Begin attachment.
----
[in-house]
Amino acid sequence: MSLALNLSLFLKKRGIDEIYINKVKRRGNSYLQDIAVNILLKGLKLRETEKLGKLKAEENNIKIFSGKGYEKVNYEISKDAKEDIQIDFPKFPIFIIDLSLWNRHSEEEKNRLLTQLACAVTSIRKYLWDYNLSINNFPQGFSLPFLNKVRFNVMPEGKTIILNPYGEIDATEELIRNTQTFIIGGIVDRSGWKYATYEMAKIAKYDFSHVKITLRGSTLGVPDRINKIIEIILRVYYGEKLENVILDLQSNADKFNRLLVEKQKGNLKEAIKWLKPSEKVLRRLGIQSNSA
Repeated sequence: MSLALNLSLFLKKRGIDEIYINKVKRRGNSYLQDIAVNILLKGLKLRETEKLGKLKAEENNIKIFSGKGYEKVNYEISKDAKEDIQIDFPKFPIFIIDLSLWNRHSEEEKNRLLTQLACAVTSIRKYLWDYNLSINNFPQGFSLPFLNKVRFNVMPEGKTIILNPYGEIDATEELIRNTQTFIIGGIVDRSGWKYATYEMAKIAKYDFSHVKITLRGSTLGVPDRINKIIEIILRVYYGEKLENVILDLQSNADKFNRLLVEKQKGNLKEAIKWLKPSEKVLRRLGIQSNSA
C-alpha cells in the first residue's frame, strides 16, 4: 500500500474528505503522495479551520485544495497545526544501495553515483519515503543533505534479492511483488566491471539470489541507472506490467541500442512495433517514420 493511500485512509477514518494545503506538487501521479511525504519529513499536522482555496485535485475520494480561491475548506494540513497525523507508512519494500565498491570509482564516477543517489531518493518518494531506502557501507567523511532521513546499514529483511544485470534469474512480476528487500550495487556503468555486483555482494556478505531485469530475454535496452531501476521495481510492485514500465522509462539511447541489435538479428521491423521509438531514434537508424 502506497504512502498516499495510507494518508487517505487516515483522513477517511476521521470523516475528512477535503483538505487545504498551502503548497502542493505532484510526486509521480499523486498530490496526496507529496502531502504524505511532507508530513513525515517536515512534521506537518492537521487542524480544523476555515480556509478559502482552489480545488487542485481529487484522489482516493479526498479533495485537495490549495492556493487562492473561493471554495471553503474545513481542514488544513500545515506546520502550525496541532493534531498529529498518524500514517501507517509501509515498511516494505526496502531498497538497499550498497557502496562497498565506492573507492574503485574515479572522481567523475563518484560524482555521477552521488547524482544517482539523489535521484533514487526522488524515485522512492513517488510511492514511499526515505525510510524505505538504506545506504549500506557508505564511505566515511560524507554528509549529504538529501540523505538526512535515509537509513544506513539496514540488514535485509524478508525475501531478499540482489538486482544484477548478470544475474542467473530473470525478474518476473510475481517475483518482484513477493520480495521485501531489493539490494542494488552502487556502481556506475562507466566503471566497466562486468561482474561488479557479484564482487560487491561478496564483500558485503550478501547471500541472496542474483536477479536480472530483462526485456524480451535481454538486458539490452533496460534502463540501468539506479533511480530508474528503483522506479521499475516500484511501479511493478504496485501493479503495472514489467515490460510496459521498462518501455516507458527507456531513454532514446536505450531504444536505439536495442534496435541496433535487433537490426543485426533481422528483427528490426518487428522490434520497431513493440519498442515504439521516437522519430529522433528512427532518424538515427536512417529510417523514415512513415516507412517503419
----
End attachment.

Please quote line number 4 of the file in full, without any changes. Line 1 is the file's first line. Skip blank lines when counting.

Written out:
C-alpha cells in the first residue's frame, strides 16, 4: 500500500474528505503522495479551520485544495497545526544501495553515483519515503543533505534479492511483488566491471539470489541507472506490467541500442512495433517514420 493511500485512509477514518494545503506538487501521479511525504519529513499536522482555496485535485475520494480561491475548506494540513497525523507508512519494500565498491570509482564516477543517489531518493518518494531506502557501507567523511532521513546499514529483511544485470534469474512480476528487500550495487556503468555486483555482494556478505531485469530475454535496452531501476521495481510492485514500465522509462539511447541489435538479428521491423521509438531514434537508424 502506497504512502498516499495510507494518508487517505487516515483522513477517511476521521470523516475528512477535503483538505487545504498551502503548497502542493505532484510526486509521480499523486498530490496526496507529496502531502504524505511532507508530513513525515517536515512534521506537518492537521487542524480544523476555515480556509478559502482552489480545488487542485481529487484522489482516493479526498479533495485537495490549495492556493487562492473561493471554495471553503474545513481542514488544513500545515506546520502550525496541532493534531498529529498518524500514517501507517509501509515498511516494505526496502531498497538497499550498497557502496562497498565506492573507492574503485574515479572522481567523475563518484560524482555521477552521488547524482544517482539523489535521484533514487526522488524515485522512492513517488510511492514511499526515505525510510524505505538504506545506504549500506557508505564511505566515511560524507554528509549529504538529501540523505538526512535515509537509513544506513539496514540488514535485509524478508525475501531478499540482489538486482544484477548478470544475474542467473530473470525478474518476473510475481517475483518482484513477493520480495521485501531489493539490494542494488552502487556502481556506475562507466566503471566497466562486468561482474561488479557479484564482487560487491561478496564483500558485503550478501547471500541472496542474483536477479536480472530483462526485456524480451535481454538486458539490452533496460534502463540501468539506479533511480530508474528503483522506479521499475516500484511501479511493478504496485501493479503495472514489467515490460510496459521498462518501455516507458527507456531513454532514446536505450531504444536505439536495442534496435541496433535487433537490426543485426533481422528483427528490426518487428522490434520497431513493440519498442515504439521516437522519430529522433528512427532518424538515427536512417529510417523514415512513415516507412517503419